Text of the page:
When it came to wedding planning, the bride describes the experience as similar to making her Broadway debut: "If we don’t relax and enjoy the moment, it’s gone."
As Taylor began planning her reimagined COVID-19 wedding, she hired a florist over the phone. But after seeing the final bouquet, she wasn't thrilled with the result. "So my mom and my aunt took me to a florist down the road," she recalls. "We worked with them on the spot to figure out how to get what we really wanted. They were so sweet and accommodating and even let my mom go buy extra white roses (because they were out) at the grocery store down the street."
"We walked too fast," says Taylor of the processional with her father. "Even after I said, 'Everyone says you walk too fast down the aisle on your wedding day…let’s not do that.'"
The ceremony took place next to the lighthouse underneath "magnificent Banyon trees," which coincidentally played a symbolic role during the nuptials.
During the ceremony, the couple's officiant, preacher Doug Scharf, compared marriage to a tree–fitting for their tree-covered altar. The bride explains, "He mentioned the roots are the foundation and not what everyone sees necessarily, but the fruits come out of having strong roots. It was something I won’t forget."
The bride and groom also exchanged traditional vows in front of their 25 guests.
Later, the preacher ceremonially wrapped the bride and groom's hands in his stole.
"I was really excited to do a more intimate ceremony," admits Taylor, whose career has already given her "plenty of glamorous events" to attend in the past.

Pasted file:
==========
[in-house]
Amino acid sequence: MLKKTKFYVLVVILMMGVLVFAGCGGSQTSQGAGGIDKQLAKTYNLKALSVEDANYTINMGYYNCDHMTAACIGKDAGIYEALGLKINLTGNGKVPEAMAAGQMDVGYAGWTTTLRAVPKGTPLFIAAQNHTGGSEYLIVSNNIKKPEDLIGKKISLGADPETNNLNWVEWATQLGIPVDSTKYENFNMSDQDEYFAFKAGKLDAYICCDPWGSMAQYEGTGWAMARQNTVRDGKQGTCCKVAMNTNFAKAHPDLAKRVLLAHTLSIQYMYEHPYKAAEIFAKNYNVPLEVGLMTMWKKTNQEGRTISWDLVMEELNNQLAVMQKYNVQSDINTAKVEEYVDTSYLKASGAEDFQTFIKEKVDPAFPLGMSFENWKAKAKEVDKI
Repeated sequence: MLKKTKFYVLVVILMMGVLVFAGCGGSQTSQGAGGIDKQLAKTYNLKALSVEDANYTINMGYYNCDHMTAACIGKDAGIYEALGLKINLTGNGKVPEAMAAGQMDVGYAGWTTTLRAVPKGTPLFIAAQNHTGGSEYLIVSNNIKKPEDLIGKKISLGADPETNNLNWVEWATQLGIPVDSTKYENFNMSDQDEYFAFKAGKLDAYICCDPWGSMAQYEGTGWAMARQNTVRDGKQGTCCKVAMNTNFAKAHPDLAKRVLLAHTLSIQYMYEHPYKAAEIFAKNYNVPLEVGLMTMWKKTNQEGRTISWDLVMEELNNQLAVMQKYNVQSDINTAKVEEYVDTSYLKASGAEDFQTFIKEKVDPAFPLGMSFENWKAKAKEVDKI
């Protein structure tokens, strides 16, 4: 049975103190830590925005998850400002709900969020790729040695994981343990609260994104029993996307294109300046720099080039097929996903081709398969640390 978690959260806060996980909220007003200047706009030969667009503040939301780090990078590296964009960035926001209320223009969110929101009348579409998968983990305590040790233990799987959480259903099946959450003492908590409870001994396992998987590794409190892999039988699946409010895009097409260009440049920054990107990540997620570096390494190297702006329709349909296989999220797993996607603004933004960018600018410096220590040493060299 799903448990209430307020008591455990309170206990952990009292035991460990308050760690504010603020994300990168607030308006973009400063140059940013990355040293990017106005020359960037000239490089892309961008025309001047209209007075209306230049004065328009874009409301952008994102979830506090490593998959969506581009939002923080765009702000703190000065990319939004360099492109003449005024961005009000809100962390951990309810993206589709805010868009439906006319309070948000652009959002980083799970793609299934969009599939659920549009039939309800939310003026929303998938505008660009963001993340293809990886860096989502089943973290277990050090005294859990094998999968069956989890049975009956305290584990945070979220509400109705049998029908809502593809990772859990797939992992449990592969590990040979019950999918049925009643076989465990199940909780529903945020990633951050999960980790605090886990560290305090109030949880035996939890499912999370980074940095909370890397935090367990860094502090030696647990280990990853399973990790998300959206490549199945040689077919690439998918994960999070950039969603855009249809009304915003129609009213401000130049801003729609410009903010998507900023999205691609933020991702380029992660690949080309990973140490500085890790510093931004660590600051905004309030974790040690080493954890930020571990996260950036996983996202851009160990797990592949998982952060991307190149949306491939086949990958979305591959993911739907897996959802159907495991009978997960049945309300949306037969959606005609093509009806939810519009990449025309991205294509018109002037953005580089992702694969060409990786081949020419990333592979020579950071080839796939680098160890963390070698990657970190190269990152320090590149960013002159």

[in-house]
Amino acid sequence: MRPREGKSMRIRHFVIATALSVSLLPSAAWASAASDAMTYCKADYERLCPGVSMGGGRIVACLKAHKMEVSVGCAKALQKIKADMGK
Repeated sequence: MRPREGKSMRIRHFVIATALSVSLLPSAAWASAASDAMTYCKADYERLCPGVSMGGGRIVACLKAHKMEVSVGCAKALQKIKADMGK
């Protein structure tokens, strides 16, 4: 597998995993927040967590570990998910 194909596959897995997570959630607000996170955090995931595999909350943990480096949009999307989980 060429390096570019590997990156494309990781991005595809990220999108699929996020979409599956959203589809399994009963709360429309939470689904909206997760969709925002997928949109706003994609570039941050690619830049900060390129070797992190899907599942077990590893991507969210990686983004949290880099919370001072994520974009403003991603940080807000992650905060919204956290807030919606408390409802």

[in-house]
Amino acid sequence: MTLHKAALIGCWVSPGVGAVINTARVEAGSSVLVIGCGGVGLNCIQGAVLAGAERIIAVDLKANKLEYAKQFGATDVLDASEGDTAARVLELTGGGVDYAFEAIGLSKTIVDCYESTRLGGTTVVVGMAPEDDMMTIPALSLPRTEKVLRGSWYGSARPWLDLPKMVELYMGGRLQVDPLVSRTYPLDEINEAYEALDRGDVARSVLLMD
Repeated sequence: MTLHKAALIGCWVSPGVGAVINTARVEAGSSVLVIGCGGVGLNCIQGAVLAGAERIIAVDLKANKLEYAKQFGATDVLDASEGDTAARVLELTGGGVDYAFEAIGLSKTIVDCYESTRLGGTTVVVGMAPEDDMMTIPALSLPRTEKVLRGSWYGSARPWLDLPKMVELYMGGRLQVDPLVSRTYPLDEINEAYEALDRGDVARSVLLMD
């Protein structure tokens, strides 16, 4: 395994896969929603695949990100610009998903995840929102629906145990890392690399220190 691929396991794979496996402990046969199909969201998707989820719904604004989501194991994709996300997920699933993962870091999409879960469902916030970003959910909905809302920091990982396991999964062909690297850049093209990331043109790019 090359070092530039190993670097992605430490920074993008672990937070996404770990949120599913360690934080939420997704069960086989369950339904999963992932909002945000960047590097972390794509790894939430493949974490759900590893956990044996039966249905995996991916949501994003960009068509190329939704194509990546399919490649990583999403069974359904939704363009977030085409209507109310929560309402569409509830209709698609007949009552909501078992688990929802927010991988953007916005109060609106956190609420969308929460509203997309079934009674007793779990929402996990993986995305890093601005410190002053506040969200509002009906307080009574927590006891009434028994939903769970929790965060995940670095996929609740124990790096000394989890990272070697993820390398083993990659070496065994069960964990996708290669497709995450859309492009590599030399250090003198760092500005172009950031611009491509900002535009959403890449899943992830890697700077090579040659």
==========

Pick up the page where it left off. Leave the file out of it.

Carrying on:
After saying "I do," the newlyweds made their ascent up the lighthouse steps for photos overlooking the sea. Later, they joined their guests for dinner at the nearby Pelican Club, followed by a steel drum performance.
The simplicity of our wedding felt like it represented us well, and that is the silver lining with COVID. It gave us permission to shake things up and focus on the real reason we were there.
"During the planning process, we got so frustrated with the social norms and expectations that have evolved around a day that is meant to be a celebration of a new beginning," she admits. "We were diligent about it being fun, and about celebrating, and bringing our families together."
The pair does, however, intend to celebrate their marriage with even more family and friends in the future. "I had to forfeit much of my vision because of the pandemic, but when I dream up my wedding, I really see all of my friends and family on the dance floor with Brooks and me. I still think we will have some sort of larger celebration when it is safe again," the actress shares.
But for Taylor and Brooks, they wouldn't trade the straightforward day for the world. "The simplicity of our wedding felt like it represented us well, and that is the silver lining with COVID, I think," Taylor says. "It gave us permission to shake things up and focus on the real reason we were there. AND—we can have a legit party later that doesn’t have to abide by all the 'rules!'"
Ceremony Venue Jupiter Beach Light House
Reception Venue Pelican Club
Planner Olivia Louderman
Officiant Doug Scharf of The Episcopal Church of the Good Shepherd
Bridal Gown Anne Barge
Veil Bel Aire Bridal
Bridal Salon Mimi’s Couture Bridal Salon
Bride's Reception Dress Reformation
Bridesmaids’ Dresses Show Me Your Mumu
Mother of the Bride's Dress Alex Evenings
Groom’s Attire J. Crew
Engagement Ring & Weddings Bands Susie Saltzman
Wedding Bands Susie Saltzman
Floral Design FlowerMart
Invitations Shine Wedding Invitations
Rehearsal Dinner Venue Johnathan’s Landing Club
Accommodations Jupiter Beach Resort
Photography & Videography Michelle Lawson Photography